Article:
Wednesday, Feb 3, 2016, 5:09 pm
Could a New NLRB Case Limit Bosses’ Best Anti-Union Tool, the Captive Audience Meeting?
The captive audience meeting, “management’s most important weapon” in an anti-union campaign, is finally being challenged in a petition to the National Labor Relations Board that could help re-balance the scales in union representation elections.
Held in all-staff, small-group or one-on-one formats, employers use these mandatory meetings to confuse and intimidate employees into voting against union representation. In a 2009 study, labor relations scholar Kate Bronfenbrenner found that nine out of ten employers use captive audience meetings to fight a union organizing drive. Threatening to cut wages and benefits in 47 percent of documented cases, and to go out of business entirely in a staggering 57 percent, these captive audience meetings correlate with an unsurprising 43 percent union win rate when used.
Such meetings were illegal under the original National Labor Relations Act. The courts eventually decided that as long as a boss’s threats were merely implicit, it would be a violation of his putative “free speech” rights for the Labor Board to restrain their ability to make his obvious opinions unavoidable. (The courts still love to use “free speech” as a justification for union-busting; Friedrichs v. CTA, the case that could decimate American public sector unions currently before the court, is a claim of infringement of free speech.)
I recently advocated for an “equal time” provision, that any mandatory on-the-clock discussion of an upcoming union certification vote make room for a pro-union presentation, be incorporated in a new labor law reform bill. But these petitioners to the NLRB—106 of the leading labor-side and neutral-party experts on labor relations (the boss’ lawyers couldn’t bring themselves to endorse the need for fair debate, for some reason)—realized that “equal time” could be made a regulatory rule right now.
“Captive audience” meetings: not always the norm
Equal time was a rule, briefly in the 1950’s, and the NLRB is on record as inviting unions to ask for it to be restored since 1966. After the 1941 Supreme Court decision that established a boss’s First Amendment right to pummel his employees into anti-union submission, the NLRB spent the next quarter century ping-ponging back and forth between different legal standards on employer speech, union access to the employer’s property and the so-called “laboratory conditions” (basically, some fantasy world in judges’ imaginations where workers don’t feel threatened, bribed or uninformed) under which a fair election can be conducted.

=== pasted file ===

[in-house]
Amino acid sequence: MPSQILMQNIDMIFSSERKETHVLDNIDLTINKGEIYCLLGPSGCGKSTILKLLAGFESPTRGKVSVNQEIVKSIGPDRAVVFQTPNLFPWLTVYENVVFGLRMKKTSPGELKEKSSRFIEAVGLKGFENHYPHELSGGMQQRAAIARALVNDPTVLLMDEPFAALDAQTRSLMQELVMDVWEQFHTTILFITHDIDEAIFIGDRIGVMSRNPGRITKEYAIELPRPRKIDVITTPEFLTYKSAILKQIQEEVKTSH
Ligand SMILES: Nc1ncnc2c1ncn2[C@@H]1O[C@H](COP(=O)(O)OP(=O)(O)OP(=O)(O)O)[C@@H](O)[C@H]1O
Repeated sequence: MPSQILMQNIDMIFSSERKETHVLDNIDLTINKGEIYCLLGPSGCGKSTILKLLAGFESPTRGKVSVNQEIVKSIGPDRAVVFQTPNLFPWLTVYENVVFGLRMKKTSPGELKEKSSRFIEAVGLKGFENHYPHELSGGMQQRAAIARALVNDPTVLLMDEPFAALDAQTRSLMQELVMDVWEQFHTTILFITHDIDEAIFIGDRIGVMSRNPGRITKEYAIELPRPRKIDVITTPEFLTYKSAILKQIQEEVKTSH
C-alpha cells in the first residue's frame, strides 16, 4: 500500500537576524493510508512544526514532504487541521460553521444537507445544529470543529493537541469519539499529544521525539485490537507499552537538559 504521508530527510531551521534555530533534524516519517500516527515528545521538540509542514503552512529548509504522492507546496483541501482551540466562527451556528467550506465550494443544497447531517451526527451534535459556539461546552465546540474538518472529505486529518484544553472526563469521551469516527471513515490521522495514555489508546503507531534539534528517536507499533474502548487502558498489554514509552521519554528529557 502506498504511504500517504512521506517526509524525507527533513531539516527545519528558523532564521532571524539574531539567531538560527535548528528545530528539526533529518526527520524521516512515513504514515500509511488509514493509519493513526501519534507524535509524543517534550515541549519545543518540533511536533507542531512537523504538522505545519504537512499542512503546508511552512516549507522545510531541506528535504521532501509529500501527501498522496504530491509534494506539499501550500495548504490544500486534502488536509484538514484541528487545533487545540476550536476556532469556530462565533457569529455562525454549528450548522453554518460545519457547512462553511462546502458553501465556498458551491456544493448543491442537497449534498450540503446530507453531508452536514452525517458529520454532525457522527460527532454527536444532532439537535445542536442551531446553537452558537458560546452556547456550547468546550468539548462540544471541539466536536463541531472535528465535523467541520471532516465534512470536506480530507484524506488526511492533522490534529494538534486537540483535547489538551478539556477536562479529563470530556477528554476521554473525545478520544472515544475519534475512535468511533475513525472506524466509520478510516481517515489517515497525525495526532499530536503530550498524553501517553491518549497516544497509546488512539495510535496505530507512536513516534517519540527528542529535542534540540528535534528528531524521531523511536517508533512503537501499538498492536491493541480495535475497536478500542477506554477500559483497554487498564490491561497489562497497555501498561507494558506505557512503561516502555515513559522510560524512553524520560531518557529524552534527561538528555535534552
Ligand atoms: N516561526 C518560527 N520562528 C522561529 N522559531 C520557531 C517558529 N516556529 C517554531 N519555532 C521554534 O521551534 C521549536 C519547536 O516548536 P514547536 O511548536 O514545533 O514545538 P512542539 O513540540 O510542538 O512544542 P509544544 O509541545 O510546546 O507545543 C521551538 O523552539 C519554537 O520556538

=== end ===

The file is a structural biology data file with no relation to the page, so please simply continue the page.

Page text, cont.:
In a 1966 case, General Electric Co. and McCulloch Corp., unions petitioned to overturn election losses caused by the employer’s combination of mandatory captive audience meetings and restriction of union organizers from the employer’s premises. The unions essentially sought to reestablish the equal time rules of the 1950’s. The Board declined to do so—but only conditionally and tentatively.
Their reason: on the very same day, the Board handed down a decision in a case called Excelsior Underwear, Inc., in which employers were mandated to hand over to the union a list of home addresses of all bargaining unit employees within a certain number of days of the scheduled election. The board declined to rule on the equal time complaint in General Electric “in light of the increased opportunities for employees’ access to communication which should flow from Excelsior, but with which we have, as yet, no experience.”
Several generations of union organizers now have experience with Excelsior lists. Chasing around a bunch of workers in visits to home addresses that are frequently incorrect after the boss has been free to spend an unlimited number of hours in mandatory meetings scaring the crap out of them is no substitute for having an equal amount of time at work during the workday to make the case for a “yes” vote for the union.